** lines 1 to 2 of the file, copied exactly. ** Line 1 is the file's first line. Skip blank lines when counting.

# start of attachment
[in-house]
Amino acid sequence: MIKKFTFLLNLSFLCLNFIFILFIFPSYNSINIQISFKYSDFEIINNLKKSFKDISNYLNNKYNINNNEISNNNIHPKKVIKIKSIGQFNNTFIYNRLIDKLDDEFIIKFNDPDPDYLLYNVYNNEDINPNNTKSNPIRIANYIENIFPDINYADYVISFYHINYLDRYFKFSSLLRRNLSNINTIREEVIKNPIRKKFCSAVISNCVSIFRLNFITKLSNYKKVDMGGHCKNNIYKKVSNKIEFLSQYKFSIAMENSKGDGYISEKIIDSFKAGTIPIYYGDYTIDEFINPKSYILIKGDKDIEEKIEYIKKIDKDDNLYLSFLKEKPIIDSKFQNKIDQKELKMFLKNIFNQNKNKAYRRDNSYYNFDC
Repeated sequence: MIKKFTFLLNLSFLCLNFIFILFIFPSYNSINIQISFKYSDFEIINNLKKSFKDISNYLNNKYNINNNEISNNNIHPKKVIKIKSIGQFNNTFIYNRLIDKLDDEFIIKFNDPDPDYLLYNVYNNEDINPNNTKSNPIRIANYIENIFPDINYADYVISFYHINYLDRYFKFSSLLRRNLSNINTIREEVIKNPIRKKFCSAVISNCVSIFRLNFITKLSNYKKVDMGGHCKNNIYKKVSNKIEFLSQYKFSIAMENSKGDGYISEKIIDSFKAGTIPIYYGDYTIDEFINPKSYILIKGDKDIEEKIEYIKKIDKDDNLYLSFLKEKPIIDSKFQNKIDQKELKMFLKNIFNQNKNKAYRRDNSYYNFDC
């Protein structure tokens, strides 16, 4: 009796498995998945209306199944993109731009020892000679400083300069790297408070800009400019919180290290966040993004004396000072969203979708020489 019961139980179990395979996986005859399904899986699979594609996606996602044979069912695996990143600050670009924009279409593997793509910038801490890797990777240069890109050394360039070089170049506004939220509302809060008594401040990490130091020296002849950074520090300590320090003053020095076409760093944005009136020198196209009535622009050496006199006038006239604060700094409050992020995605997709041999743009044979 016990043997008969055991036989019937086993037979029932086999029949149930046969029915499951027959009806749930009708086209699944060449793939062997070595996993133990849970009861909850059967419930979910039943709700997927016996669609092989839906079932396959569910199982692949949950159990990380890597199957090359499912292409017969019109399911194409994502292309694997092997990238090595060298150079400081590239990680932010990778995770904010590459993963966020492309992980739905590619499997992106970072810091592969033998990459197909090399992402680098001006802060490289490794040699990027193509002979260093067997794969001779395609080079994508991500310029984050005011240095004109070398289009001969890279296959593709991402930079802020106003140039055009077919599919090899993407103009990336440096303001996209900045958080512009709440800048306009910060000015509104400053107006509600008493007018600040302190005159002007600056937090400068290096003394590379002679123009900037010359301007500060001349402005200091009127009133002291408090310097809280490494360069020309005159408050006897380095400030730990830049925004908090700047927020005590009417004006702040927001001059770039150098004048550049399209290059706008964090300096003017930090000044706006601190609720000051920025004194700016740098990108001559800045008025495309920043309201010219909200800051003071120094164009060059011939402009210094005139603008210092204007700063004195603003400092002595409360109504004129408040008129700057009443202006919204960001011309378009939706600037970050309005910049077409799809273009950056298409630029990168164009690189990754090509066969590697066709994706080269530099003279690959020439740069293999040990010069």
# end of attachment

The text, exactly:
[in-house]
Amino acid sequence: MIKKFTFLLNLSFLCLNFIFILFIFPSYNSINIQISFKYSDFEIINNLKKSFKDISNYLNNKYNINNNEISNNNIHPKKVIKIKSIGQFNNTFIYNRLIDKLDDEFIIKFNDPDPDYLLYNVYNNEDINPNNTKSNPIRIANYIENIFPDINYADYVISFYHINYLDRYFKFSSLLRRNLSNINTIREEVIKNPIRKKFCSAVISNCVSIFRLNFITKLSNYKKVDMGGHCKNNIYKKVSNKIEFLSQYKFSIAMENSKGDGYISEKIIDSFKAGTIPIYYGDYTIDEFINPKSYILIKGDKDIEEKIEYIKKIDKDDNLYLSFLKEKPIIDSKFQNKIDQKELKMFLKNIFNQNKNKAYRRDNSYYNFDC